The statistical norms for the performance of congenital colour vision deficient subjects in the MR test were estimated. As the number of protans and deutans that did the MR test in this study was limited, the resulting statistic norms should be accepted as preliminary. In this analysis, the tolerance interval was estimated. It represents the range of values where a p percentage of the studied population is contained. In this study, p was stipulated as corresponding to 90% of the population. As the tolerance interval was based in data obtained from a limited sample instead of population’s parameters, it was not possible to be 100% sure that it contained the specified p proportion of the population. Thus, to estimate the tolerance interval, the degree of confidence γ was also used, considering 95% for its desired value [35]. Using p = 0.90 and γ = 0.95, the extreme values for the tolerance interval could then be estimated [21,36]. In this work, the two-tailed upper tolerance limit (uTL) and lower tolerance limit (lTL) were estimated using the following equations: (3) (4) (5) Where N,, and s were the sample’s size, mean, and standard deviation, respectively; k was a parameter estimated in such a way that the tolerance interval comprised a p proportion of the population with γ degree of confidence; was the critical value of the χ2 distribution with N-1 degree of freedom and probability γ; and Z(1−p)/2 was the critical value of the normal distribution with probability (1-p)/2.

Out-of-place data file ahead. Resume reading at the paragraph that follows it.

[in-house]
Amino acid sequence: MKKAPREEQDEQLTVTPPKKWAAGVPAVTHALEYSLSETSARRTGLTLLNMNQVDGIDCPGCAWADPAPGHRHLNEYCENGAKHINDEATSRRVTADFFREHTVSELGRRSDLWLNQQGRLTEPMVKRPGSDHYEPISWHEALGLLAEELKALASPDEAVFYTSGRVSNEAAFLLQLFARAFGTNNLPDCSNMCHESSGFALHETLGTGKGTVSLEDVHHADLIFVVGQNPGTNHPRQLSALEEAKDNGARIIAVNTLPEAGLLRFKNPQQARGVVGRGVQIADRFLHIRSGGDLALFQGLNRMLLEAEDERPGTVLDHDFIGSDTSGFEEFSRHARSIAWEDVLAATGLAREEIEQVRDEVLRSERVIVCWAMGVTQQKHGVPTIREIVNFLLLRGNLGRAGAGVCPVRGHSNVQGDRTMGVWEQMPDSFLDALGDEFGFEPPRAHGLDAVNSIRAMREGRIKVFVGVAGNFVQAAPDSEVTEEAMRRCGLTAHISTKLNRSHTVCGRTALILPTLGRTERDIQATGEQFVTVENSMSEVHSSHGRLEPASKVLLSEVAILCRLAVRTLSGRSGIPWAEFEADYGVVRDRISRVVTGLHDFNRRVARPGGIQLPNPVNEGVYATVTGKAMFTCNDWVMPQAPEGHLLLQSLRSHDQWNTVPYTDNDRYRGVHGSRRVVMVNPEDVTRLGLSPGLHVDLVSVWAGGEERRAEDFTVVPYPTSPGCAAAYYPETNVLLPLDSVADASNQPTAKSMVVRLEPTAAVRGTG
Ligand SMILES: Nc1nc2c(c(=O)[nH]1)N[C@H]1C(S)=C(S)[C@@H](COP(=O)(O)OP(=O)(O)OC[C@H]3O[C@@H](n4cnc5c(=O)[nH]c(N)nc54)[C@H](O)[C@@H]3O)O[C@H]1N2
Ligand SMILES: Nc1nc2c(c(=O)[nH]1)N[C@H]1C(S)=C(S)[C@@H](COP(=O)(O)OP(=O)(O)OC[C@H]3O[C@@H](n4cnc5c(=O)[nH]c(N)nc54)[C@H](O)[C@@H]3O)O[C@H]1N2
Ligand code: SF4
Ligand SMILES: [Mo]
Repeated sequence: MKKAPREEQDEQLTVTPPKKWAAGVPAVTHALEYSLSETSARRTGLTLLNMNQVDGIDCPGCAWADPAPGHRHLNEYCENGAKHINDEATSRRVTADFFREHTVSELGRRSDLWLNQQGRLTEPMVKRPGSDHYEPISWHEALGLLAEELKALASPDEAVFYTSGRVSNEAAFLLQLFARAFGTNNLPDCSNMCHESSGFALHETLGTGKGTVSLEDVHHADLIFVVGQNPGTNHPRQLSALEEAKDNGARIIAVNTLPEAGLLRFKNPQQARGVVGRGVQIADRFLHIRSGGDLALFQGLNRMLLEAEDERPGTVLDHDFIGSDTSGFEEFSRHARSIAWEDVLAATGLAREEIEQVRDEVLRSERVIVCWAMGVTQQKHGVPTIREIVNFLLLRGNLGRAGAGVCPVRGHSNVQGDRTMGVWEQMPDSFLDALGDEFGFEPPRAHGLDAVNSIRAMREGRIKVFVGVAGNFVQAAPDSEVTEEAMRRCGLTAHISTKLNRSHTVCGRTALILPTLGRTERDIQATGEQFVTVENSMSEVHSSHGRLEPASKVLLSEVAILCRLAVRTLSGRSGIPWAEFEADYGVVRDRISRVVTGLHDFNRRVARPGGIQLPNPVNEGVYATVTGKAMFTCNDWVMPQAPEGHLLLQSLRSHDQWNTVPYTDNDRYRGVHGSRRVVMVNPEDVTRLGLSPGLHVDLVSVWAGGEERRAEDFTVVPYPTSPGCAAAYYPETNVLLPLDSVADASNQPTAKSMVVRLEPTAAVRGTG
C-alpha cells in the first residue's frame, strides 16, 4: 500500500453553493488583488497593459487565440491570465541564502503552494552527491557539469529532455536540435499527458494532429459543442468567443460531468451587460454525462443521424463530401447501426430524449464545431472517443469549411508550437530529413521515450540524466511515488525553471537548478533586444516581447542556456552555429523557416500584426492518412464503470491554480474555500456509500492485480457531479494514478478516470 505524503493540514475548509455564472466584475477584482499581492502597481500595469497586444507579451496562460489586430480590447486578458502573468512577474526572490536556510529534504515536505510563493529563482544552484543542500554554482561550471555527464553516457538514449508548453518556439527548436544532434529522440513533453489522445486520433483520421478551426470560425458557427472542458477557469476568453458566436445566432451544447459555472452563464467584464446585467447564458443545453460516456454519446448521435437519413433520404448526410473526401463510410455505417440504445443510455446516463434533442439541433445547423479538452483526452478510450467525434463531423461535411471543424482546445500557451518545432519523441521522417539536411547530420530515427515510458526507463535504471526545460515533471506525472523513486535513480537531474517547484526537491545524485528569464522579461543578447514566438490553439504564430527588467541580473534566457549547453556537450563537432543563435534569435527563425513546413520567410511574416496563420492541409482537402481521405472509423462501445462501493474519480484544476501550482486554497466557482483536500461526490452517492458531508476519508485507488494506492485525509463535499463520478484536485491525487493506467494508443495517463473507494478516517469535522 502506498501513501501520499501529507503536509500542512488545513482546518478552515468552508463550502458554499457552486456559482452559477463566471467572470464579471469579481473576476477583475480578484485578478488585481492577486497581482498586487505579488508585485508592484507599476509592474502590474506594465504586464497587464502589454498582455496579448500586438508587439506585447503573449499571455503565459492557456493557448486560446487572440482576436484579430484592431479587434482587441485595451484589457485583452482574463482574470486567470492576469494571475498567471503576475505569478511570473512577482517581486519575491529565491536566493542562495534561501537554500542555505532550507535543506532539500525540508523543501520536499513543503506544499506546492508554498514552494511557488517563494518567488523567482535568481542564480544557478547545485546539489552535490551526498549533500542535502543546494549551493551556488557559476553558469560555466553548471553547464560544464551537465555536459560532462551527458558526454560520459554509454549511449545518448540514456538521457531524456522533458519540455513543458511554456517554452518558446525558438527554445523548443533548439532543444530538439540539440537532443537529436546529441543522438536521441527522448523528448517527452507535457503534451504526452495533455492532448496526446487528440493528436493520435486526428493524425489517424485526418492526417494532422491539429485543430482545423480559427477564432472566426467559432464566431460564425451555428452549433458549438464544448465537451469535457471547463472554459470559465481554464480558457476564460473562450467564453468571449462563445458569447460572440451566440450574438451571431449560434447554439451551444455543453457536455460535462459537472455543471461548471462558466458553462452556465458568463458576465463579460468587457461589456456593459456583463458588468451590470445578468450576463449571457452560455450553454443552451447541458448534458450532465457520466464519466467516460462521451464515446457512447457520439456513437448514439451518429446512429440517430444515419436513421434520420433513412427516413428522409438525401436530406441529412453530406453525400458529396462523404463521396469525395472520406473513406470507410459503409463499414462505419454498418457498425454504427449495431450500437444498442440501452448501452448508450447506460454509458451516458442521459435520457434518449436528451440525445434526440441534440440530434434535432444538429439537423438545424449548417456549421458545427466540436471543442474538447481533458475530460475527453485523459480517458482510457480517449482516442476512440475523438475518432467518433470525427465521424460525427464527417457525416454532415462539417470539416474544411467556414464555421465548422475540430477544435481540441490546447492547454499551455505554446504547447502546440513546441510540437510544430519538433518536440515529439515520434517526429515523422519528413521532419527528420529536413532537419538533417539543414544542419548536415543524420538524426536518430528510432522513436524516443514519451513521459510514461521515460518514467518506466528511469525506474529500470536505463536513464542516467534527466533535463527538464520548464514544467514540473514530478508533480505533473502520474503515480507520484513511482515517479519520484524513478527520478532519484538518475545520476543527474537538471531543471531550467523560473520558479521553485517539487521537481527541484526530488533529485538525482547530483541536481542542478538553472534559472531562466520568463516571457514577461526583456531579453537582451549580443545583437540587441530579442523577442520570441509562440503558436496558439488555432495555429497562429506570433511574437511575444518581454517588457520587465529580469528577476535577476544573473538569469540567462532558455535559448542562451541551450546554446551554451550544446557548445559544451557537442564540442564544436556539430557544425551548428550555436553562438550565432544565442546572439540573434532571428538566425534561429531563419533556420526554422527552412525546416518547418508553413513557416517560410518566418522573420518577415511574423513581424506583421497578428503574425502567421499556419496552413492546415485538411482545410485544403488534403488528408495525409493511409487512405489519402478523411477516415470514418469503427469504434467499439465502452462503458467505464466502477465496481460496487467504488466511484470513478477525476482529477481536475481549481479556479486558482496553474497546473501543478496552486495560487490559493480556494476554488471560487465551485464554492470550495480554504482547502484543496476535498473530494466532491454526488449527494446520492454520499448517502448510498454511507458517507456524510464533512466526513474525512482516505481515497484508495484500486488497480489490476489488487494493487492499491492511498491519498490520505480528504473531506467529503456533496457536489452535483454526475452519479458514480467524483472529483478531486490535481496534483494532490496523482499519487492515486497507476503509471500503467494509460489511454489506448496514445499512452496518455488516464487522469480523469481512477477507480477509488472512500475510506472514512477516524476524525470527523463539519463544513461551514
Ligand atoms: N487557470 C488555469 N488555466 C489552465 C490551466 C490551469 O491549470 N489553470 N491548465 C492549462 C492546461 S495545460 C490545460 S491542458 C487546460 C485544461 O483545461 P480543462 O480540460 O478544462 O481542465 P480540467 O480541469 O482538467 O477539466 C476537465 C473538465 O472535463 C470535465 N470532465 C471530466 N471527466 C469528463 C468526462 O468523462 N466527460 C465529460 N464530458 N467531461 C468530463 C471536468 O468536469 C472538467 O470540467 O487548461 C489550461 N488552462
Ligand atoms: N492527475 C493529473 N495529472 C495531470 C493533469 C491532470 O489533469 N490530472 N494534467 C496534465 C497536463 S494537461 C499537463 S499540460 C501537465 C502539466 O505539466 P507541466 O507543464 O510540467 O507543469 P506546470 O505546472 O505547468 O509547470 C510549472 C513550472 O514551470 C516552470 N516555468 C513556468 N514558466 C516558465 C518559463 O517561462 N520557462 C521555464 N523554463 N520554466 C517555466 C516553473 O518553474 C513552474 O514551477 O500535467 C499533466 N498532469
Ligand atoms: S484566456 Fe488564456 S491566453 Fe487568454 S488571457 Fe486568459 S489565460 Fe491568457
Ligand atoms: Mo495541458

Results

Subjective Analysis

All subjects tested were classified by six observers by inspecting the graphic results of their performance in the FM 100 test and the MR test, results of each test at time. All controls were classified as normal trichromats by all six observers in both tests. All congenital colour vision deficient subjects were classified as having red-green colour vision deficiencies by all six observers either using the FM 100 test results or the MR test results.

For the large majority of colour vision deficient subjects, four to six observers agreed in their classification as protans or deutans. For the FM 100 test, the majority of observers agreed about the classification of 81 subjects (six about 42 subjects, five about 22 subjects, and four observers agreed about 17 subjects). For the remaining 10 subjects there was agreement only among half of observers and they were allocated in the protan or deutan groups after a discussion of their results by the group of observers.

For the MR test, using together the results from all five colour discrimination ellipses, the six observers agreed about the classification of all 47 colour vision deficient subjects as protans or deutans.